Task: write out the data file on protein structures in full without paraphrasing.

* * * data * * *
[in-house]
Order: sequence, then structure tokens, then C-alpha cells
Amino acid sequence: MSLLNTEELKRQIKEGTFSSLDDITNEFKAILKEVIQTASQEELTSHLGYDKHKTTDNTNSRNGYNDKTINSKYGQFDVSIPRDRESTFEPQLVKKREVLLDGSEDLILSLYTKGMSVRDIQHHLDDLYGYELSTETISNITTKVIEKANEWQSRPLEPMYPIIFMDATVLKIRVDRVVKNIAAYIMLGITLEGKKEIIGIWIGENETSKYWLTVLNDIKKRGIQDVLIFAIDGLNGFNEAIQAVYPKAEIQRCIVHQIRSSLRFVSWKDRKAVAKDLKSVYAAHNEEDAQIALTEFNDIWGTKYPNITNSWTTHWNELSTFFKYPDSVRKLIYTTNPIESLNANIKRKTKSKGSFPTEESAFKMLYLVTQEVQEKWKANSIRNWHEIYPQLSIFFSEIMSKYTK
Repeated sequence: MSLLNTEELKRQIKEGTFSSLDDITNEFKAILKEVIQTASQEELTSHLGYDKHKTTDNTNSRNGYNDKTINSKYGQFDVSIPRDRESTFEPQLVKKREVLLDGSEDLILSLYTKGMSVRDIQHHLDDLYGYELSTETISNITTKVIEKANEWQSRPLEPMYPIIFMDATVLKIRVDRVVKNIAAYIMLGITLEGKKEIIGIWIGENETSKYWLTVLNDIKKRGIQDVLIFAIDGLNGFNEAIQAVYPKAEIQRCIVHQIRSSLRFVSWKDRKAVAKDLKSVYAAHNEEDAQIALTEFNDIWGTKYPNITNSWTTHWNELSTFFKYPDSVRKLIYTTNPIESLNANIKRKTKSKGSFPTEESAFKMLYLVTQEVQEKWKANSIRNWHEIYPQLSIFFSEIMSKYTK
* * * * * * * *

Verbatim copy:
[in-house]
Order: sequence, then structure tokens, then C-alpha cells
Amino acid sequence: MSLLNTEELKRQIKEGTFSSLDDITNEFKAILKEVIQTASQEELTSHLGYDKHKTTDNTNSRNGYNDKTINSKYGQFDVSIPRDRESTFEPQLVKKREVLLDGSEDLILSLYTKGMSVRDIQHHLDDLYGYELSTETISNITTKVIEKANEWQSRPLEPMYPIIFMDATVLKIRVDRVVKNIAAYIMLGITLEGKKEIIGIWIGENETSKYWLTVLNDIKKRGIQDVLIFAIDGLNGFNEAIQAVYPKAEIQRCIVHQIRSSLRFVSWKDRKAVAKDLKSVYAAHNEEDAQIALTEFNDIWGTKYPNITNSWTTHWNELSTFFKYPDSVRKLIYTTNPIESLNANIKRKTKSKGSFPTEESAFKMLYLVTQEVQEKWKANSIRNWHEIYPQLSIFFSEIMSKYTK
Repeated sequence: MSLLNTEELKRQIKEGTFSSLDDITNEFKAILKEVIQTASQEELTSHLGYDKHKTTDNTNSRNGYNDKTINSKYGQFDVSIPRDRESTFEPQLVKKREVLLDGSEDLILSLYTKGMSVRDIQHHLDDLYGYELSTETISNITTKVIEKANEWQSRPLEPMYPIIFMDATVLKIRVDRVVKNIAAYIMLGITLEGKKEIIGIWIGENETSKYWLTVLNDIKKRGIQDVLIFAIDGLNGFNEAIQAVYPKAEIQRCIVHQIRSSLRFVSWKDRKAVAKDLKSVYAAHNEEDAQIALTEFNDIWGTKYPNITNSWTTHWNELSTFFKYPDSVRKLIYTTNPIESLNANIKRKTKSKGSFPTEESAFKMLYLVTQEVQEKWKANSIRNWHEIYPQLSIFFSEIMSKYTK